Seattle Traffic Lawyer | IRLJ 6.6 Uncovered

Before I was a full fledged Seattle traffic lawyer and wanting to learn about the business, I would often go down to traffic court and just watch for an hour or so. This was before I had any idea of the traffic rules and regulations, the procedural rules, or any of the other things you really need to know to be a good Seattle traffic lawyer. And I was always mesmerized by one exchange I heard over and over again but never really quite understood. It went something like this:

(Court calls the case)

Traffic Attorney: "Good morning your honor. Before we begin I have a preliminary motion to dismiss pursuant to IRLJ 6.6. The SMD certification is noncompliant."

Judge:(shuffles through a book) "Are you attesting to have done a thorough search of the records as an officer of the court?"

Traffic Attorney: "Yes, your honor."

Judge: "Very well. Case dismissed."

After hearing this several times I was intrigued by what the IRLJ was, what 6.6 was, and how this simple saying could result in so many dismissals. So I checked it out. And what I found was what you might expect, the procedural rules for traffic court.
Let the Seattle Traffic Lawyer Blog explain a little.

It turns out IRLJ stands for Infraction Rules of Limited Jurisdiction, which, translated, means the traffic court procedural rules. These are the rules the court must follow when conducting a contested hearing, the rules the attorneys must follow when entering their appearance, asking for discovery, and other procedural things, and the rules required for filing tickets. Included in these rules are numerous ways to get your Seattle speeding ticket dismissed, one of which is IRLJ 6.6.

IRLJ 6.6 is entitled, "Speed Measuring Device: Design and Construction Certification." What it does is allow speeding tickets in Seattle and throughout the State of Washington that were issued using radar technology to be handled in an efficient and timely manner. See, thing is, when a radar gun is used to bust you for speeding, before that information can be admitted into evidence in court, the officer or the prosecutor have to prove to the court that the evidence is reliable. This means they have to show that the radar unit was properly calibrated on that day, the it was used properly, and that it was maintained in a manner that makes its reading on the day you got busted reliable.

The first two things the cop can do, but the third one must be done by the person that maintains and tests the guns as required by the maintenance schedule. In the past this had to be done by having the technician come in and testify about the maintenance upkeep. But IRLJ 6.6 allows for the technician to file a sworn affidavit about the maintenance requirements and the last time maintenance was performed on the specific radar gun. Because of this, however, IRLJ 6.6 has some fairly strict rules regarding filing with the court and accessibility that, if not kept up, result in the dismissal of your Seattle speeding ticket.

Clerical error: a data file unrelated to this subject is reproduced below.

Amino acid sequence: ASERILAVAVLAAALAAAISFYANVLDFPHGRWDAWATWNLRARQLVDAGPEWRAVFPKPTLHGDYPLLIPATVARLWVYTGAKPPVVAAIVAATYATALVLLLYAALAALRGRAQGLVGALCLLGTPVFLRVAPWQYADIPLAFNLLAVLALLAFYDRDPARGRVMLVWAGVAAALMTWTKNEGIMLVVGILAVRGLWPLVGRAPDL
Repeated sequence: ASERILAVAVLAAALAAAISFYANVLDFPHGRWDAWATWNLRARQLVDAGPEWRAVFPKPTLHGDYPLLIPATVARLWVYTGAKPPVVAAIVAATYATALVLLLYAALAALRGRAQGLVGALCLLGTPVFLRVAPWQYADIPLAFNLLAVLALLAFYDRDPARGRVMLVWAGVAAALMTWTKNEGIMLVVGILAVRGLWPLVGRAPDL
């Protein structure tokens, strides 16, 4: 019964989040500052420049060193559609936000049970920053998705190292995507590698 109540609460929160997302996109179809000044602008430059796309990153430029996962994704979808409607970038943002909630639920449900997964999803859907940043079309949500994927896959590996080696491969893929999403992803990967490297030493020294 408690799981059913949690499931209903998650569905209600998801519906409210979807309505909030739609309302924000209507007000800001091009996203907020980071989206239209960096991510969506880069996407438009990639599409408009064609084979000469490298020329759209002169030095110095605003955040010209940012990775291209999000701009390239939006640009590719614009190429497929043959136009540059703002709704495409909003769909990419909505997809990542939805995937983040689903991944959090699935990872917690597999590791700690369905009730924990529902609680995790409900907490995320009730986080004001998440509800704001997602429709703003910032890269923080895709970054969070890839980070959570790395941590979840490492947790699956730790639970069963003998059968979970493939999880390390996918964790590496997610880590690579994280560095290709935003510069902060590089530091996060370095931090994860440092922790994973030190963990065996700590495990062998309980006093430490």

Here is the text of the rule, with the actual certification language held out (if you want to see it, you can go here to check it out):
(a) In General. This rule applies only to contested hearings in traffic infraction cases.

(b) Speed Measuring Device Certificate; Form. In the absence of proof of a request on a separate pleading to produce an electronic or laser speed measuring device (SMD) expert served on the prosecuting authority and filed with the clerk of the court at least 30 days prior to trial or such lesser time as the court deems proper, a certificate in substantially the following form is admissible in lieu of an expert witness in any court proceeding in which the design and construction of an electronic or laser speed measuring device (SMD) is an issue:

(c) Continuance. The court at the time of the formal hearing shall hear testimony concerning the infraction and, if necessary, may continue the proceedings for the purpose of obtaining evidence concerning an electronic speed measuring device and the certification thereof. If, at the time it is supplied, the evidence is insufficient, a motion to suppress the readings of such device shall be granted.

(d) Maintaining Certificates as Public Records. Any certificate, affidavit or foundational evidentiary document allowed or required by this rule can be filed with the court and maintained by the court as a public record. The records will be available for inspection by the public. Copies will be provided on request. The court may charge any allowable copying fees. The records are available without a formal request for discovery. The court is entitled to take judicial notice of the fact that the document has been filed with the court. Evidence will not be suppressed merely because there is not a representative of the prosecuting authority present who actually offers the document. Evidence shall be suppressed pursuant to subsection (c) of this rule if the evidence in the certificate, affidavit or document is insufficient, or if it has not been filed as required.
So, it is pretty clear that if the information is inaccurate, shows that the maintenance wasn't up to date, or the records weren't with the court as required, the judge must dismiss the Seattle traffic ticket. And this happens often, which is why you hear speeding ticket attorneys in Seattle talking about it so much.

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